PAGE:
Following his recent visit to Sweden, John Sadler was pleased with the customer and market feedback. Gustaf Kugelberg played host along with Shannon Campbell and Mikael Granberg.
The Mountain River team was in Gothenburg with Martin & Servera, Sweden's leading restaurant and catering specialists. Here's a first-hand account of the recent visit from Shannon. Watch the video or read what Shannon said below.
In welcoming the Martin & Servera team, Shannon shared that being in Sweden is always a pleasure. He begins ... thanks for having us. It is a delight when companies take the time to invite us in and let us do our presentation. We appreciate that and could only do it with our market partners in each country. So it is really special for us to have this opportunity.
My name is Shannon, and I'm from New Zealand. I travel around and present New Zealand venison in all its glory. I also tell people what makes the venison in New Zealand different from the wild venison they may be used to.
One significant thing to remember is that we are working with farmed animals. It can be challenging to separate these from wild game in our minds. This is especially true for Europeans, as deer are wild game animals. Traditionally, beef, sheep, and lamb were wild animals. But it is such a long time ago that we have forgotten.
But the farming practices we use in New Zealand are of the highest quality and standard. This means we are working with a very different flavour profile and tenderness of the meat, and the way we process the meat is of the highest standard.
So we are not working with a wild animal, which means we can do things really differently from what we would do with a wild animal.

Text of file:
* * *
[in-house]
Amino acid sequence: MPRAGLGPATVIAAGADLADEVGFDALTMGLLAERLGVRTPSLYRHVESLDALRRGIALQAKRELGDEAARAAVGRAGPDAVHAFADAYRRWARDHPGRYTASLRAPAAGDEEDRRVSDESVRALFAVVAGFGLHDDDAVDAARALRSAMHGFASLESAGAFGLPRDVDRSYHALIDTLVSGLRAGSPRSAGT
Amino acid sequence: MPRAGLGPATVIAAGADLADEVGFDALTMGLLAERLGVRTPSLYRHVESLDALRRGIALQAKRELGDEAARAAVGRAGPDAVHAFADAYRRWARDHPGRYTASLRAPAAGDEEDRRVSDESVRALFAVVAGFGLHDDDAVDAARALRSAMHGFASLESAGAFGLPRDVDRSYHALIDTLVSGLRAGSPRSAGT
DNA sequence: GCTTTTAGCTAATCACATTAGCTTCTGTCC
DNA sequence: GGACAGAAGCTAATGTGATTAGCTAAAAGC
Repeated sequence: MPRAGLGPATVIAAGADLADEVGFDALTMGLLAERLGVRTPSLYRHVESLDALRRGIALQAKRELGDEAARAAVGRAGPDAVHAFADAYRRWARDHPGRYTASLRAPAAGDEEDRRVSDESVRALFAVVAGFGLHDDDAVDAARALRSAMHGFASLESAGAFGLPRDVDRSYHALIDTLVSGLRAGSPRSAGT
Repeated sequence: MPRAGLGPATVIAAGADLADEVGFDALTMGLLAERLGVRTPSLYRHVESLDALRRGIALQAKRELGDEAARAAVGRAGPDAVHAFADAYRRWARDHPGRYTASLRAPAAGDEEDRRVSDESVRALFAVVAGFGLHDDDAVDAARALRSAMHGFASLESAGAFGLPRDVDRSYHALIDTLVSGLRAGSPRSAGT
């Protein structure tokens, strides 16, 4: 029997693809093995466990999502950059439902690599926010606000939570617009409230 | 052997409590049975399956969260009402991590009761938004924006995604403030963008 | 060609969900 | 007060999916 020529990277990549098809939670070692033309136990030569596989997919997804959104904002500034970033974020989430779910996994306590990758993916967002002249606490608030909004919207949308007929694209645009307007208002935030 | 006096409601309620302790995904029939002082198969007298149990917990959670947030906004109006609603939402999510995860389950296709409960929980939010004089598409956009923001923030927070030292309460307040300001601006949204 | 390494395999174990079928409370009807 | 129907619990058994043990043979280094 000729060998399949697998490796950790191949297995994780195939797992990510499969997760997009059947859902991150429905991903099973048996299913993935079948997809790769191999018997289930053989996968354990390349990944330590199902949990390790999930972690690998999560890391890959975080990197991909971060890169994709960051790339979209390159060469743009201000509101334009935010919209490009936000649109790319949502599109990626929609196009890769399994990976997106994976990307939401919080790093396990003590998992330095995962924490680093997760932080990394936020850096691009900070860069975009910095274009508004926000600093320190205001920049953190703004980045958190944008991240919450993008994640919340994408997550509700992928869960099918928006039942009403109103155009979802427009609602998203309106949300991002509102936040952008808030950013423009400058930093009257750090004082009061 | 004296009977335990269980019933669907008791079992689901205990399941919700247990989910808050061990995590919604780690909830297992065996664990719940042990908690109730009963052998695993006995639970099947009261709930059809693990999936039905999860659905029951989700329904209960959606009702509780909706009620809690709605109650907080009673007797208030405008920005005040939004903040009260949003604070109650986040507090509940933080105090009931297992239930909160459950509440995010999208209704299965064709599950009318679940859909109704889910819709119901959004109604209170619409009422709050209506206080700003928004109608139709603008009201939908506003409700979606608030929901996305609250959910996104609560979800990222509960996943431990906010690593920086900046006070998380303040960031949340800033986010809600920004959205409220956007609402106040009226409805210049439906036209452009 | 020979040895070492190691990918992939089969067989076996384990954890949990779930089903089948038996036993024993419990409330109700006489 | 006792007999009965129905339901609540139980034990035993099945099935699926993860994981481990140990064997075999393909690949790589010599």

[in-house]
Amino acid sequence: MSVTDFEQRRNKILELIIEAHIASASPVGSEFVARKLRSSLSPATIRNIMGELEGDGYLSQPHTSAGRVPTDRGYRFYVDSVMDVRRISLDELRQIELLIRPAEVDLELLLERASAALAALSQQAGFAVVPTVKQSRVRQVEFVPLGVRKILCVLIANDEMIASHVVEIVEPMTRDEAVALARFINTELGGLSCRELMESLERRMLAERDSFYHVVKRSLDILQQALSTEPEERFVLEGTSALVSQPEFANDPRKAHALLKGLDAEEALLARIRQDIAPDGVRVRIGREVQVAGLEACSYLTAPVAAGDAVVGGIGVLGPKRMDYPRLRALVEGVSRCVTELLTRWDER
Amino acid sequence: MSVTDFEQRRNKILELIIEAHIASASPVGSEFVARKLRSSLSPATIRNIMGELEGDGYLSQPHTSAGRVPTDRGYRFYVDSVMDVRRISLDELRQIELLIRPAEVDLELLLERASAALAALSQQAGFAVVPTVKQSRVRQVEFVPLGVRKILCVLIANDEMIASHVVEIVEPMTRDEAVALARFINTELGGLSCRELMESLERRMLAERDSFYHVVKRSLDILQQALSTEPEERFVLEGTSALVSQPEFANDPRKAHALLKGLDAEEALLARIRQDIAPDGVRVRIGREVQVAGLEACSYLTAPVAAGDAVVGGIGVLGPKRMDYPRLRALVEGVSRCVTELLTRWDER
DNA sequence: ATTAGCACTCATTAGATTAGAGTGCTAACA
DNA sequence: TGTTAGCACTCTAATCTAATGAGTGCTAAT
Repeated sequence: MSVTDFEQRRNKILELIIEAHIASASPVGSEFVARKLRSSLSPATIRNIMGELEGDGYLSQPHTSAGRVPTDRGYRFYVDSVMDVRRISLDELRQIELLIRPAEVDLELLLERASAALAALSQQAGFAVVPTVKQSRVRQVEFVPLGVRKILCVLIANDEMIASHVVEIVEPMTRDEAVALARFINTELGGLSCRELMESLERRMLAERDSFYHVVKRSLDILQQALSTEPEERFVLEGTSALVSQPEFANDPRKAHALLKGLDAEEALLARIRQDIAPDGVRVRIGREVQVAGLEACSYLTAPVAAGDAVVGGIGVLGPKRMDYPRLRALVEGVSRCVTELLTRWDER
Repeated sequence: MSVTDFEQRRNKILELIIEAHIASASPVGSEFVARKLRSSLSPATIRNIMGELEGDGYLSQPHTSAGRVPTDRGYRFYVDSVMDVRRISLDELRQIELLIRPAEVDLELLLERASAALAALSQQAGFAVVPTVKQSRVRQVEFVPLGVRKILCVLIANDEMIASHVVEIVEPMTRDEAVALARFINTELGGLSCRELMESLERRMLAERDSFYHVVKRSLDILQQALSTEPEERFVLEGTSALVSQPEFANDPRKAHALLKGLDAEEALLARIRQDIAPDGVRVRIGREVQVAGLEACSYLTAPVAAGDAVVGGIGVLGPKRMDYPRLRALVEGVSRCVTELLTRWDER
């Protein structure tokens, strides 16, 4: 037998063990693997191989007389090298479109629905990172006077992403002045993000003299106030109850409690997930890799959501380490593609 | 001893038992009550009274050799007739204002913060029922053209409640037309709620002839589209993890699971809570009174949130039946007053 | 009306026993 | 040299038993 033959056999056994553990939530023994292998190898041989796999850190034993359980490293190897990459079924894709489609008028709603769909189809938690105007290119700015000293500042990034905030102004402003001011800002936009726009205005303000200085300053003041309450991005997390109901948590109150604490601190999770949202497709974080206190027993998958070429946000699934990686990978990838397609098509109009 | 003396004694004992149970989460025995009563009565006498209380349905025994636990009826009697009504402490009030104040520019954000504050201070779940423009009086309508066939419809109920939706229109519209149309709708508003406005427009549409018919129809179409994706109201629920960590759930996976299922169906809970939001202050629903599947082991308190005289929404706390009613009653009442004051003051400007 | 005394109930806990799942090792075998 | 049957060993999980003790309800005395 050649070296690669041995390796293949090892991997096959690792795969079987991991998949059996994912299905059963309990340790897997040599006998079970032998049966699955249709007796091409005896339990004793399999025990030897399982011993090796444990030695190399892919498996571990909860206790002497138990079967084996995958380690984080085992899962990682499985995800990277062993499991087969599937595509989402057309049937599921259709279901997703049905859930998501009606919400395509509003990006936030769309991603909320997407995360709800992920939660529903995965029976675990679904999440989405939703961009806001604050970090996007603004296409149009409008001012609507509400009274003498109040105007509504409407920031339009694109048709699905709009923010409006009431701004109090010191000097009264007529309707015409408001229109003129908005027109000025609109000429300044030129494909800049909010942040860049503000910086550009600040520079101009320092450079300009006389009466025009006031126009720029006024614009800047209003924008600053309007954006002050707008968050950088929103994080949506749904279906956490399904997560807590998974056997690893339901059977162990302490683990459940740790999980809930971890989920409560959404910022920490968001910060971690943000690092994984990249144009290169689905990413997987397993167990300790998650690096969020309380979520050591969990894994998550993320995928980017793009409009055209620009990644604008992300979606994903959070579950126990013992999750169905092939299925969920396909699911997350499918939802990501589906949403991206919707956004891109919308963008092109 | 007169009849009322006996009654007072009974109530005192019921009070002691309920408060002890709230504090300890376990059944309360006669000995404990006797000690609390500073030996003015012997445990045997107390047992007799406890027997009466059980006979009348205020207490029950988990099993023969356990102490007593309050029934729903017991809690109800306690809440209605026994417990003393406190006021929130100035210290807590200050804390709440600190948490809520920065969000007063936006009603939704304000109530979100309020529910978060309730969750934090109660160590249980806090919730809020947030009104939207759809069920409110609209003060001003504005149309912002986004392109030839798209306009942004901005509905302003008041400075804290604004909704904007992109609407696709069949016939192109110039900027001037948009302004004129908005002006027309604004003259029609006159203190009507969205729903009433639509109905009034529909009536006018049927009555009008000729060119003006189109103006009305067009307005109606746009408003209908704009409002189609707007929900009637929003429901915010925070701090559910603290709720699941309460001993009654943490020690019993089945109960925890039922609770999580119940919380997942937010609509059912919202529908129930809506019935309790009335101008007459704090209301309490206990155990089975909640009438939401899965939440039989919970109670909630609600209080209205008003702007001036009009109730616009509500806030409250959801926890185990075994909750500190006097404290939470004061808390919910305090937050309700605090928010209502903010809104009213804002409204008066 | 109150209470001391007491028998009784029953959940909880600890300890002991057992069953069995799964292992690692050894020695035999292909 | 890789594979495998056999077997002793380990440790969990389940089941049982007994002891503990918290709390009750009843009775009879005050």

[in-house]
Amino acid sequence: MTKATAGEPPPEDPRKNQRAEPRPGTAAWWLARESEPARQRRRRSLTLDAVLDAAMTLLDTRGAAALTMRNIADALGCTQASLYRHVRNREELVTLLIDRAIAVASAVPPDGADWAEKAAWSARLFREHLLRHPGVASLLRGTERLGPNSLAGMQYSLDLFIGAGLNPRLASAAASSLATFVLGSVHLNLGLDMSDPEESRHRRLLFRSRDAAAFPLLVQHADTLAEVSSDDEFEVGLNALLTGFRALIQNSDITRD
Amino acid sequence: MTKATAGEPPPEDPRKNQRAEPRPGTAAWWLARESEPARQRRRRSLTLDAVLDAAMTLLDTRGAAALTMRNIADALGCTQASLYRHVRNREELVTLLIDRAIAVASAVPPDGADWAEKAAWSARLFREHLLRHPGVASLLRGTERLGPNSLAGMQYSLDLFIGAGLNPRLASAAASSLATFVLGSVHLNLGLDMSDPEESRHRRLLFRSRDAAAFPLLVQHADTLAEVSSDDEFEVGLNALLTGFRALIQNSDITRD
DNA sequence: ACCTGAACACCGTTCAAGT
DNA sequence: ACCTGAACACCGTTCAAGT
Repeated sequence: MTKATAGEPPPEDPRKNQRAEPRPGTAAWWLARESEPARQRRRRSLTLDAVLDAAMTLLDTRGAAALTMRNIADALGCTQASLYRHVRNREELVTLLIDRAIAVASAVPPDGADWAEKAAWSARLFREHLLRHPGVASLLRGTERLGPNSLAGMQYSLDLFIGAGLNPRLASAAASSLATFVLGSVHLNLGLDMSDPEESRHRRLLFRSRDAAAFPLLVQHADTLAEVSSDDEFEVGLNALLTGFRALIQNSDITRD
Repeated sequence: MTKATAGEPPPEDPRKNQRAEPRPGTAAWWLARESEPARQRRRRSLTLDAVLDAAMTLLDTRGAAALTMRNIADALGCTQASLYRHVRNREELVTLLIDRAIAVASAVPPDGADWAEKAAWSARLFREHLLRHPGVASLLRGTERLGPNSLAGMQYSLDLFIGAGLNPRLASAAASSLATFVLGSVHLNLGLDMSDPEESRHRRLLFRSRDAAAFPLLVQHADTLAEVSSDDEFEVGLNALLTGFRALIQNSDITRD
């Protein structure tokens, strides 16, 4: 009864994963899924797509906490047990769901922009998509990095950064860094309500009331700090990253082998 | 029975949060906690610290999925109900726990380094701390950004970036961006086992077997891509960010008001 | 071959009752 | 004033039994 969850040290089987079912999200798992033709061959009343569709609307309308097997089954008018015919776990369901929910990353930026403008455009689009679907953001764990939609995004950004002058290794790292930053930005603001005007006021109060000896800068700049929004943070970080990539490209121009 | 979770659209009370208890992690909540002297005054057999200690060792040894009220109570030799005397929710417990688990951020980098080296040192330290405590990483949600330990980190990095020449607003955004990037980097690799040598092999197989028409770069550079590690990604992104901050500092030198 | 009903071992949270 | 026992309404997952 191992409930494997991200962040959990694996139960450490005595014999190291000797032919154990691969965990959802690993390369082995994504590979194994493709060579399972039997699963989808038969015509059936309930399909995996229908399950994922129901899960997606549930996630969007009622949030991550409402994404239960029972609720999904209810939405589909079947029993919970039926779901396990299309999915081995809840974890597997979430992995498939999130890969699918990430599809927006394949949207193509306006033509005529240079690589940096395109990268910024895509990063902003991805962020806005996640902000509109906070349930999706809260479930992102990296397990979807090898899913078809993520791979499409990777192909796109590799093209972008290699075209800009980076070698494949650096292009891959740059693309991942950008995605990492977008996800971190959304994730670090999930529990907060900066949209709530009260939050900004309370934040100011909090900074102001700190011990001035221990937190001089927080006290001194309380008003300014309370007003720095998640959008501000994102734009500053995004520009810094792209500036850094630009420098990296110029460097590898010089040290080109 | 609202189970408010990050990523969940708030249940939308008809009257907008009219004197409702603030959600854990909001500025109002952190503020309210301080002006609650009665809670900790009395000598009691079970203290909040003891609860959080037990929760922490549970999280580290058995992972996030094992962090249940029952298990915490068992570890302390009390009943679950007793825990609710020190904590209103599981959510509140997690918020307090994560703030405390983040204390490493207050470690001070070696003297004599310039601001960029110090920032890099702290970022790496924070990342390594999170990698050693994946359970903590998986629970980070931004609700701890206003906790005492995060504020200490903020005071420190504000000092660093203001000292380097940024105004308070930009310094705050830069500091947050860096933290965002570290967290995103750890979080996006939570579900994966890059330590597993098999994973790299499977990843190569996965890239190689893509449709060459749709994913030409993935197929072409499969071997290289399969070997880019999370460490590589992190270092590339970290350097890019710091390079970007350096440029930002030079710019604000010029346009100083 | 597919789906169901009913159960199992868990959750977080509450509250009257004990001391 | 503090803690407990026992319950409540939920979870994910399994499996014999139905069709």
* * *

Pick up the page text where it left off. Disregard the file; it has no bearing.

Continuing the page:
Today, we are working with Mountain River. It is a fantastic company because they go further and have some beautiful special cuts. The special cuts we will use today are the Bolar, Baby Topside, and diced venison.
So my job is to use it in a way you may not have expected. And through that, to educate you on the tenderness and quality of the meat.
So that is why we do some things like make sushi or use diced venison, which we would generally slow cook, and make goulash from. And I'm just going to run that through the pan, and then you will try it five minutes after I have cooked it. And you will realise the quality of the meat is so good that even the diced can be eaten quickly when you do it in a pan. So what that means for chefs is you are opening up new possibilities.
It means a chef can take the diced and make a skewer, a shish kebab, in summer and serve it from the BBQ. There is no need to take the diced and cook it for hours.
We have a few things we are going to try out. First, we will take this sushi rice and try a classic nigiri. To do that, we take the seaweed. This is the Konbu. For those who know it, it is used for making a miso stock. It darkens when we lay the venison between the seaweed for an hour or two. And the salt in the seaweed has drawn the moisture out of the meat. So it has preserved it slightly, and then the flavor gets imparted from the seaweed into the meat.
I do this because this is a traditional Maori way of preserving seabirds in New Zealand. So they would have taken kelp leaves. They cut those open and put the bird inside with the hot fat, sew them up and put them inside other leaves, and then sew them up. Then they could keep that in a cold cave for up to six months. So this is a homage to how they used to do that. It is what humans have always tried to do; they have always tried to find a way to preserve food to make it last longer for when needed.
Shannon sums up by noting that his role is to use the venison in ways the team may not expect and demonstrate the meat's tenderness and quality.
With that, Shannon cooked the three dishes so the Martin & Servera team could taste the Mountain River venison cooked to perfection.